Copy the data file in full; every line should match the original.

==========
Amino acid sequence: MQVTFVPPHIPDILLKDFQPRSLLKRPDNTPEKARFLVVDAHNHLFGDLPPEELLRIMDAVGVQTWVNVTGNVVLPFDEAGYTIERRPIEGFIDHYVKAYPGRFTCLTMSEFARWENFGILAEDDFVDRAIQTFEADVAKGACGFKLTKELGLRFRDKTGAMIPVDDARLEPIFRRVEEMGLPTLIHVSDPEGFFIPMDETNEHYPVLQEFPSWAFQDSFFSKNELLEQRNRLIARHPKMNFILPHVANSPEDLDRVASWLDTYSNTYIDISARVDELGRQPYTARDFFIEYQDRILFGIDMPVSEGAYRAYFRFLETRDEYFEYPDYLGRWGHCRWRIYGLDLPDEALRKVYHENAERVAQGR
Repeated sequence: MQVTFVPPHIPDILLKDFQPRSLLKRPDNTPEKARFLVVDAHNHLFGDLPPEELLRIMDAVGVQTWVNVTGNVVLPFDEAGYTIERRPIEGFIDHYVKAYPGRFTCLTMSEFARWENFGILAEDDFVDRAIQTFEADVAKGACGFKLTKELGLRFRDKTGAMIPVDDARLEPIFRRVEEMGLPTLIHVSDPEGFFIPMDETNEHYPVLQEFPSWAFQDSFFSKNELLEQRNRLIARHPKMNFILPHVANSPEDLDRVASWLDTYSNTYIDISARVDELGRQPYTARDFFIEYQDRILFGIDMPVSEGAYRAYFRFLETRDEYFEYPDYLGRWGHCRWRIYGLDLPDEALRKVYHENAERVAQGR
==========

Amino acid sequence: MQVTFVPPHIPDILLKDFQPRSLLKRPDNTPEKARFLVVDAHNHLFGDLPPEELLRIMDAVGVQTWVNVTGNVVLPFDEAGYTIERRPIEGFIDHYVKAYPGRFTCLTMSEFARWENFGILAEDDFVDRAIQTFEADVAKGACGFKLTKELGLRFRDKTGAMIPVDDARLEPIFRRVEEMGLPTLIHVSDPEGFFIPMDETNEHYPVLQEFPSWAFQDSFFSKNELLEQRNRLIARHPKMNFILPHVANSPEDLDRVASWLDTYSNTYIDISARVDELGRQPYTARDFFIEYQDRILFGIDMPVSEGAYRAYFRFLETRDEYFEYPDYLGRWGHCRWRIYGLDLPDEALRKVYHENAERVAQGR
Repeated sequence: MQVTFVPPHIPDILLKDFQPRSLLKRPDNTPEKARFLVVDAHNHLFGDLPPEELLRIMDAVGVQTWVNVTGNVVLPFDEAGYTIERRPIEGFIDHYVKAYPGRFTCLTMSEFARWENFGILAEDDFVDRAIQTFEADVAKGACGFKLTKELGLRFRDKTGAMIPVDDARLEPIFRRVEEMGLPTLIHVSDPEGFFIPMDETNEHYPVLQEFPSWAFQDSFFSKNELLEQRNRLIARHPKMNFILPHVANSPEDLDRVASWLDTYSNTYIDISARVDELGRQPYTARDFFIEYQDRILFGIDMPVSEGAYRAYFRFLETRDEYFEYPDYLGRWGHCRWRIYGLDLPDEALRKVYHENAERVAQGR